Opinion: Jews as racial villains – from Jewish blackness to Jewish whiteness

In a familiar pattern, social constructs of race ultimately assign Jews the most negative possible label.

By Lauren Deutsch, The Algemeiner

It was less than a century ago that white-presenting Jews were defined as black. White supremacist arbiters of whiteness — in an obsession with racial categorization as a scientific justification for a hierarchy of power — dissected this topic.

In this conceptualization, skin color was not dispositive of race. It couldn’t be, because whiteness was viewed as pure, and Jews were (and continue to be) viewed as an impure threat to whiteness.

Rather, race was a holistic determination, and having “black blood” meant genetic and moral inferiority. A British scientist named John Beddoe went so far as to score Jews on a “blackness” scale, classifying us as 100% black.

Flash forward to 2021. I recently watched the pilot episode of “black AF,” a sitcom starring Kenya Barris and Rashida Jones. In this episode, a Jewish assistant to Mr. Barris pushes back on the notion of Jewish whiteness, only to be angrily told “Jews are white, Jews are white, Jews are white,” in a litany recited by Mr. Barris and Ms. Jones, who is herself of Jewish heritage.

It seems the tables have turned — though white supremacists still reject the whiteness of Jews, others now deem us to be fully white, thus placing the ills of and responsibility for white supremacy fully upon us.

In the progressive movement, which I’m proudly part of, we focus on dismantling systemic racism and defeating white supremacy. But my Jewishness is either fully erased, and I’m labeled white, or my Jewishness is generally dismissed, as my whiteness must be the dominant identity that influences me. Despite the intense focus on intersectionality, I am reduced to a one-dimensional figure: a white person.

Whiteness was a pseudo-scientific creation, designed, among its other evils, to justify dominion over non-white people. Classifying Jews as non-white became an ideological basis upon which to justify Jew hatred, and ultimately genocide of the Jewish people.

When blackness was synonymous with subhuman, Jews were deemed black by white supremacists and European colonial power structures. Now that whiteness is viewed as inherently harmful in progressive spaces, Jews are assigned whiteness.

It’s hard to escape the notion that social constructs of race ultimately assign Jews the most negative possible label. And this follows a familiar pattern for the Jewish people.

Somehow, the Jew is blamed by both sides of any given issue. For capitalists, we are communists. For communists, we are capitalists. For white supremacists, we are a non-white threat to whiteness. For black supremacists, such as the Nation of Islam, we are uber-white, and responsible for the transatlantic slave trade.

The end result is that the Jewish community becomes isolated, ultimately paving the way for intense anti-Semitism, exclusion of Jews from public spaces, and systemic violence against us.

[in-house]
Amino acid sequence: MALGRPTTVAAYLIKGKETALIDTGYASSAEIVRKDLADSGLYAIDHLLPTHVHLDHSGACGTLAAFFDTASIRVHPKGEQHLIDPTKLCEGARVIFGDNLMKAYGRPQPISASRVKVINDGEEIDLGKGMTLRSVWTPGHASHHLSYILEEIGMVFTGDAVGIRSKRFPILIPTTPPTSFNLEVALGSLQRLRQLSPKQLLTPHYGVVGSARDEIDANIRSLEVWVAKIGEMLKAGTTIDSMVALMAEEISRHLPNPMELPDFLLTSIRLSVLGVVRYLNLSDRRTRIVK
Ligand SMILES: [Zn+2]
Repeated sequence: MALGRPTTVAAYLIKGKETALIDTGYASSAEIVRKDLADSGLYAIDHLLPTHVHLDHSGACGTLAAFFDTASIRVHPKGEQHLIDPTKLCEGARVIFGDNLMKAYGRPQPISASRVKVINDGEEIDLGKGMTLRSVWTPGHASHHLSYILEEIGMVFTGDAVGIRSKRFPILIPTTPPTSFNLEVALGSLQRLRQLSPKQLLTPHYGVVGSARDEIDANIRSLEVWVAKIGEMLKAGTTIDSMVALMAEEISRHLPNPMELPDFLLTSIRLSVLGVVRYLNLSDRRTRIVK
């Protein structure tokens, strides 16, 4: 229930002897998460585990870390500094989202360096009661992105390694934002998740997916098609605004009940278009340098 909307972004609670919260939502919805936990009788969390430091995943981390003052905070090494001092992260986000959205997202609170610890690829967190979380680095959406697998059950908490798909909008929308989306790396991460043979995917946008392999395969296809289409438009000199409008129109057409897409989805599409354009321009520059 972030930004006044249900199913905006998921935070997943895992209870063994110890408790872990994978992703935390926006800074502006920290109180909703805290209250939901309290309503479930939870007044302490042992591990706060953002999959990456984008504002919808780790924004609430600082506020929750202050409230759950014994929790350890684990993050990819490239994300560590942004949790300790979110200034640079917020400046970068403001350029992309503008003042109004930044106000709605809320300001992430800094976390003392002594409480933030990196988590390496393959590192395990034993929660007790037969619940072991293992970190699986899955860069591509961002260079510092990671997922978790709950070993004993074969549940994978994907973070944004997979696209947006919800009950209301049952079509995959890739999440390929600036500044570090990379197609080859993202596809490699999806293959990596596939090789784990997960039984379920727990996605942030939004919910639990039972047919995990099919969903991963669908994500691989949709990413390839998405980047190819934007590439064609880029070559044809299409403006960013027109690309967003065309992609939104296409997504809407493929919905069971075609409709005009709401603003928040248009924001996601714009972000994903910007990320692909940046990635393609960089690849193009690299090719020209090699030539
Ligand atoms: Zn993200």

Let me be clear about a few things: Jews come in every color. We have dark skin, fair skin, and ancestry from every corner of the world. Our dispersal wasn’t an accident. We were violently exiled from our homeland, sought refuge wherever we could, and over thousands of years, have faced endless attacks and marginalization, and hundreds of expulsion events that sent us seeking refuge elsewhere again.

We are, however, one people, a nation –– not just a diverse religious community. We’re united by our indigenous history in the land of Zion, the root from which our diverse Jewish tree is grown. This history unites us with a common culture, history, language, and set of traditions — as Jews of every color, in countries around the world, have a shared yearning for our ancestral land.

The derisive racializing of Jews, or assignment of racial whiteness or blackness to us, is a harmful act most often inflicted by non-Jews, typically in furtherance of an agenda that is either explicitly anti-Jewish, or infused with anti-Jewish ideas, which ultimately lead to oppression.

It’s critical that progressives who genuinely want to be allies to the Jewish people — as I believe most do — recognize that the current trend carries risks, and follows along the same harmful patterns that have left the world’s oldest and most historically attacked community vulnerable.

For a movement so deeply committed to identifying implicit biases, we have to recognize the anti-Jewish biases sitting at the heart of so many parts of our world.

It is our obligation to ensure we don’t help the roots of anti-Semitism grow deeper in our communities, either intentionally or unintentionally.

This is essential both for the survival of the Jewish people, and because if history is any teacher, growing anti-Semitism portends growing hatred and racial violence that touches every community.

Lauren Deutsch. Esq. is an attorney with a background in gender-based violence litigation, a professional activist for reproductive justice, health equity, and immigrant rights, a proud Jew, and a parent of three, living in Brighton, New York.